Lamego (1946; 1955) suggested the first evolutionary model for the area, and considered that the formation processes of the deltaic complex of Paraiba do Sul river gave rise to several small lagoons, amongst them Lagoa Salgada itself. Dias (1981) described calcareous stromatolites growing on the lithified biodetrical substrate and suggested hypersaline conditions for their formation. Dias & Gorini (1980) accomplished a detailed morphologic study of the coastal environment of the Deltaic Complex of Paraiba do Sul river, including the area of Lagoa Salgada, and discriminated and characterized several progradational and erosional zones. Rodrigues et al. (1981) studied the foraminifers in the sediment cores of the lake and suggested a gradual process of colmatation, passing from a marine environment to a continental one. Martin et al. (1984,1993) suggested some modifications to the Lamego Model and proposed, on the basis of isotope dating of molluscan shells collected from the the basal sediments of Lagoa Salgada, an age of around 3850 years B.P., which could be considered as the age of the formation of this lagoon. This age corresponds to the elevation of the sea level between 3.900 and 3.000 years B.P. Lacerda et al. (1984) realised physico-chemical and biological investigations of water of Lagoa Salgada and determined the concentrations of several chemical elements and nutrients. The results obtained pointed to a high chlorophyll concentration in comparison with other Brazilian ecosystems indicating a high growth rate of primary production. In 1995, Lemos investigated depositional fácies and stromatolíte structures of Lagoa Salgada and observed that the stromatlites occur at the western border of the lake and their thickness varies locally. According to her, the vertical variation in internal structure of the stromatolites is directly linked to changing environmental conditions. Silva and Silva (1999) and Silva and Silva et al. (1999) identified the following 19 cyanophyte species (cyanobacterias) in water samples, microbial mats and poorly lithified stratiform stromatolites:three belonging to the family Chroococcaceae, one to Dermocarpaceae, two to Hydrococcaceae, three to Mycrocystaceae, two to Oscillatoriaceae, one to Entophysalidacae, one to Pleurocapsaceae, two to Rivulariacae and one of the family Xenocococcaceae, most of these species are identical to those of cyanobacterial communitity of the supratidal zone of Cabo Frio (State of Rio de Janeiro). Some chlorophyte and crysophyte algaes are also found in lake water and microbial mats. The cynophyte species (cyanobacterias) identified are: Phormidium komarovii, P.hypolimneticum, P. fine, Oscillatoria terebriformis, Lyngbya aestuarii, Calotrix confervicola, C. crustaceous, Chroococus turgidus, Aphanocapsa litoralis, Aphanothece saxicola and A . halophyica.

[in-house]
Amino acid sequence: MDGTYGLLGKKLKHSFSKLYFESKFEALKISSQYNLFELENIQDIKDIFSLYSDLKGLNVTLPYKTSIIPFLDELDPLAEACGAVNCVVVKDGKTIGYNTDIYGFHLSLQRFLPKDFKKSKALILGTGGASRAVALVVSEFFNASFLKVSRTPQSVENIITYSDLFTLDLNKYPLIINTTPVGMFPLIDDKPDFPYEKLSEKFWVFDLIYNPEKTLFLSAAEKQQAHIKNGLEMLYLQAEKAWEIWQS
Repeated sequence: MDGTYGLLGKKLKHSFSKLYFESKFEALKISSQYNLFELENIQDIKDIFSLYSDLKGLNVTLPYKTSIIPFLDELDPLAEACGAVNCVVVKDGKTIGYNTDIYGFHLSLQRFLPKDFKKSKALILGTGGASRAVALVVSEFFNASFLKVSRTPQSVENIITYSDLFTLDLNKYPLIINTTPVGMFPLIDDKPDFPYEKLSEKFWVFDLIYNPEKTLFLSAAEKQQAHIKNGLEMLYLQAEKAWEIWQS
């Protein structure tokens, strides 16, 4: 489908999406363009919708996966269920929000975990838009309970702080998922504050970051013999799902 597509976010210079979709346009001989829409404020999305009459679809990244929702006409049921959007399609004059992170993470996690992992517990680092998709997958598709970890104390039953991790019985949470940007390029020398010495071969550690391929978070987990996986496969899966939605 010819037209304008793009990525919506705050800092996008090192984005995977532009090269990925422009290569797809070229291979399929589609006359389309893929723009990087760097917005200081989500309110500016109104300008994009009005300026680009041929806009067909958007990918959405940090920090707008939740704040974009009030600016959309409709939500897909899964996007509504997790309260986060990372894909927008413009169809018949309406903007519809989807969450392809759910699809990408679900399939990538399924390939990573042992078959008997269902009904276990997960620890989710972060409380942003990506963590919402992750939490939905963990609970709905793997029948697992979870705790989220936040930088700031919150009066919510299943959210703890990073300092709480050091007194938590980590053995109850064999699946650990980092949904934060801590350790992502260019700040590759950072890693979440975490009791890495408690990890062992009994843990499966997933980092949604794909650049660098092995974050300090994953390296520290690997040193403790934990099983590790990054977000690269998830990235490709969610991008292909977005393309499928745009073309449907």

The lake with the main axis NW–SE has a maximum length of 8.6 km and a width of 1.9 km. According to aerial pictures of 1976, the water in its central portion was about 4.5 km in length and 1.2 km in width. The maximum water depth rarely exceeds one meter or little over that and during dry seasons the lake could become naked dry. The mean values of measured physico-chemical parameters of the lake water measured are as follows : temperature: 28 to 31° C; pH: 8,7 to 9,7; electric conductivity: 52 000 to 86 200 (s/cm; alkalinity: 7,0 m Eq/l; salinity: 6,35%; CO2 (total): 233,6 mg/l; O2 (dissolved): 3,2 to 3,6 mg/l; SO4: 733,3 ppm; Cl: 13 720,2 ppm; Ca: 71,8 ppm; Faith: 0,5 ppm; K: 543 ppm; In the: 8 846 ppm; Mg: 664 ppm; Mn: traces; SiO2-Si: 1,3 mg/l; P (total dissolved ): 143,0 g/l. The lake is situated in an area characterized by tropical climate with strong northeast winds, although the winds in the southwest direction are also frequent. During the months of February to April, low rates of rainfall prevail, provoking the diminution or even absence of water. However during the rainy season (August and September ) the water level rises, flooding the area. The lake has a connection with the sea through the river Açu (salinity: 4,23%; pH: 8, 2). According to the residents, the lake used to dry up during the period of drought, fifteen years ago, when there was no connection with the river Açu, which is actually a tidal channel.
According to Martin et al. (1993) , the formation of Lagoa Salgada took place during an erosional phase of the costal plains of river Paraiba do Sul and elevation of the sea level between 3900 and 3600 years B.P. during which the sandy barriers moved towards the continent controlled by some specific hydrodynamic conditions generated by the sea waves, south of Cape of São Tomé. These events provoked the formation of barriers and displacement of elongated lagoons away from the coast. The isotopic dates of molluscan shells, collected at the base of Lagaoa Salgada furnished an age of 3850 ± 200 years B.P., which is now considered to be the age of the formation of Lagoa Salgada.